How to Garden on a Budget (A Spring Tour)
Ever wanted to grow your own food and garden on a budget? Here’s what you need to know!
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This year, we moved from our tiny, fixer-upper townhouse, to a tiny, fixer-upper farmhouse on 4.5 acres. We left behind my beloved square-foot garden and had to start from scratch this spring. However, since we’re currently cash-flowing major repairs on the 80 year-old farmhouse, we had to build the garden on a budget.
After 10+ years of growing my own food in one way or another, I was ready to go big. This was one reason we moved to the farmhouse – so I could grow more of our food. But debt-free living requires us to get creative.
Thank God, because I love how our garden turned out.
How to Start a Garden on a Budget
If you’re just starting your garden, and you’re on a budget, here’s the best advice you’ll hear: start small.
It takes time to develop your gardening skills (how do I grow okra?), get to know your space (how much sun does this part of the yard get? Do cucumbers like this much sun?), and learn what you can handle (no one wants to weed in July).
Thank God for budgets.
When we start small, we develop those skills and we avoid wasting money by making big mistakes. Any mistakes you make with a small garden are small in all the ways, and you’ll do better next year.
I’ve been growing my own food since before I had kids. It started with some seeds in a jar with a sprouting lid.
This year, we have about 600 square feet of garden – over half the size of our house.
How to Garden on a Budget
How do I start a low budget garden?
After we decided to build a garden, we did a few things to make sure it would succeed.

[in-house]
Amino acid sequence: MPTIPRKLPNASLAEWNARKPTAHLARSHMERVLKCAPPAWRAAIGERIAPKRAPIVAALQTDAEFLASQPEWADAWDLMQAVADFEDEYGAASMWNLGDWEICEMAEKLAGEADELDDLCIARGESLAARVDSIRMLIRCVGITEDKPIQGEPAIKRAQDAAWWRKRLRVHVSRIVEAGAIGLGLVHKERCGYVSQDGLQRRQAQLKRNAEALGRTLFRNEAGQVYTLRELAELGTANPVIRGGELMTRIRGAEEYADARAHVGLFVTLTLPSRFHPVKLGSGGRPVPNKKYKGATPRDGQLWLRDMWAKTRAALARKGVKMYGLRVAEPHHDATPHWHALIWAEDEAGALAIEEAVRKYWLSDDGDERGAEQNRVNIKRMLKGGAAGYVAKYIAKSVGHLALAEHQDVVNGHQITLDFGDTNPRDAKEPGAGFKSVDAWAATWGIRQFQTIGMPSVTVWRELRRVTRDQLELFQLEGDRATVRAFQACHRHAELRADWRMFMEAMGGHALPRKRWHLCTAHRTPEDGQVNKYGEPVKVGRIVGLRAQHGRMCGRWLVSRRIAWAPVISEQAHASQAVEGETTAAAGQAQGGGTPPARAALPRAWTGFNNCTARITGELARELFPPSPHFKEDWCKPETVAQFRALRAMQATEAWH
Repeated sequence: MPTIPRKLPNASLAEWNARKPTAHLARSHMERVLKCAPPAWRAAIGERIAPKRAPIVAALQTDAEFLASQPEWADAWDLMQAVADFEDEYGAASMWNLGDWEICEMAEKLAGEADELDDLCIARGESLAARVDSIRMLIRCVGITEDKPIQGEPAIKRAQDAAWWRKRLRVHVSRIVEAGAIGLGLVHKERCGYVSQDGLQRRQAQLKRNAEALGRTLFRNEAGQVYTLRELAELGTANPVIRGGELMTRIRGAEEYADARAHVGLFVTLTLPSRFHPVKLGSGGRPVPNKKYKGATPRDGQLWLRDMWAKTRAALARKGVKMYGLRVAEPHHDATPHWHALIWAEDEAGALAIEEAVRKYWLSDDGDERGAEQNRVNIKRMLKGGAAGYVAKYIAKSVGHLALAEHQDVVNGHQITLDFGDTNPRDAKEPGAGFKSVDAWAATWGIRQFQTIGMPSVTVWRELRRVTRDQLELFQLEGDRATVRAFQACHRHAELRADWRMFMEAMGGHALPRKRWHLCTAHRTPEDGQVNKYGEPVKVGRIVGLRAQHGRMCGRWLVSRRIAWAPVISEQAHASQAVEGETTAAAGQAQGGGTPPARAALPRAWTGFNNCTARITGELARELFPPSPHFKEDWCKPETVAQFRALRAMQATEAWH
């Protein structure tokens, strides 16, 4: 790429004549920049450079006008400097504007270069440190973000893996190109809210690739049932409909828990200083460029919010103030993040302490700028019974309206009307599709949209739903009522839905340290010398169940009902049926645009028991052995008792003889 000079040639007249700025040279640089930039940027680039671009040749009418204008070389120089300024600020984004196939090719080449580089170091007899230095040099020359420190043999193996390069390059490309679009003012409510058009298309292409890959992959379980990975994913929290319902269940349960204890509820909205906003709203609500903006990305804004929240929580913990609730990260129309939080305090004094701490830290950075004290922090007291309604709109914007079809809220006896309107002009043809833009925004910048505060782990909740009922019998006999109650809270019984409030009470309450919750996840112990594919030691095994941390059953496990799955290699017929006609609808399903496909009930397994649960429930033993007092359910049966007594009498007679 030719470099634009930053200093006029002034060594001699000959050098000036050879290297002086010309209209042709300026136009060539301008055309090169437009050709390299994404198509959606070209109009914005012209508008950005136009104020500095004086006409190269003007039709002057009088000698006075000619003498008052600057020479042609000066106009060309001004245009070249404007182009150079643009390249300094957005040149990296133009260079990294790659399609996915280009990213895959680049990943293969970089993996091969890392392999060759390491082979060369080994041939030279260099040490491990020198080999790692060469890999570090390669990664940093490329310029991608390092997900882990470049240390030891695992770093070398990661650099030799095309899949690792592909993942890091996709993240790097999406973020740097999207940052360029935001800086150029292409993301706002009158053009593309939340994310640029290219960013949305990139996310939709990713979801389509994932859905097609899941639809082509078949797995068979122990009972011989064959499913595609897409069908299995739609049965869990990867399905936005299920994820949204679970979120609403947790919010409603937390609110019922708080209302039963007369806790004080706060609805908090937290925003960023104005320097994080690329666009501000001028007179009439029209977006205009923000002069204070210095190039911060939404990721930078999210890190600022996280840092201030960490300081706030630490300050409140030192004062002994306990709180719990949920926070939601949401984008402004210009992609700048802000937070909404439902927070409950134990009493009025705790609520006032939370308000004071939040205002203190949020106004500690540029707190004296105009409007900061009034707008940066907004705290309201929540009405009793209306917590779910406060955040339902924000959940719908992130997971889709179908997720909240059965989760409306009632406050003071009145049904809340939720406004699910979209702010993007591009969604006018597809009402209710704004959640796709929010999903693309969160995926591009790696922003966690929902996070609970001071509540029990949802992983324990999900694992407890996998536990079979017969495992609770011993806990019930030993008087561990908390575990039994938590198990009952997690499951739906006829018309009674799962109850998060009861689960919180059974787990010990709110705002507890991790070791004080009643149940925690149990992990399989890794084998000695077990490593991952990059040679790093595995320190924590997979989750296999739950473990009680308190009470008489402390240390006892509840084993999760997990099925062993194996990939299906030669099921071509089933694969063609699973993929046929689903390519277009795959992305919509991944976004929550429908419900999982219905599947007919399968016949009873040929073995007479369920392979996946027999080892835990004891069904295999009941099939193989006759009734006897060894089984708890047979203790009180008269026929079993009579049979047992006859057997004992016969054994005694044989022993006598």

2. Find a sunny location
Next, we watched the sunlight in our yard. Our house is surrounded by trees, which will feel great during the Summer months, but this means that our garden needs to be further away from the house in order to get adequate sunlight.
3. Decide what kind of garden will work for you.
Lastly, we had to decide what kind of garden we wanted to build. I’ve done all kinds, including container gardens, pallet gardens, and square-foot gardens. In general, I prefer raised beds becasue they are very low-maintenance and can have very high yields. Plus, they don’t require soil testing tilling. Every spring, I stir in a little compost and start planting. That’s it!
This year, because we are on a budget, I need to balance what we have available (free or cheap) and what I can commit to caring for during our growing season.
We have 4 garden spaces this year:
Our neighbor offered to till a plot in the yard for free, so we thanked him with some homemade bread and committed to one 22×24-ft in-ground garden for part of our space. This is our largest garden space by far, but we have 2 more garden areas we are caring for this year, and I’ll tell you why.
Raised Bed Garden
I don’t want to weed more than necessary, so I went ahead and built 4 raised bed gardens. This is the gardening method I am most familiar with and comfortable maintaining. Raised bed gardens are a bit of a financial commitment at the beginning (especially considering lumber prices right now) but I’ve grown square foot gardens on a budget for years, so I knew we could make it work.
Stock Tank & Deck Garden
Next, we used a few other things we had lying around. An old stock tank will house our potato plants, and a vertical garden someone gifted us with last year will sit on our back deck. I have some old pots from my parents’ house that hold our herbs on the deck.
How to Improve Your Garden on a Budget
The way you improve your garden on a budget is: slowly.
Every area of the world is different. What my soil in rural Tennessee needs is very different from what you need across the country in Nevada, or in Canada, or Australia. Every year that you garden, you get to know your area, the plants, the pests, and your particular garden better and better. Every year, you’ll learn more about what you specifically need to do to help your garden grow.
Read below to see how I prepped each garden area this year.
Hot Garden Tip:
After talking to my neighbor about his garden, I mixed a 2.5-pound bag of lime and a few cubic feet of cheap compost from the garden center into my in-ground garden. Over the years, I can build up the soil and make it richer, but this is what will work for the first year.
Raised Bed Garden
In my 4 raised bed gardens, I filled each box about halfway with raised garden bed mix (whatever I could find that was cheapest – which conveniently happened to be organic). Then I supplemented it with a few cheap bags of topsoil and compost.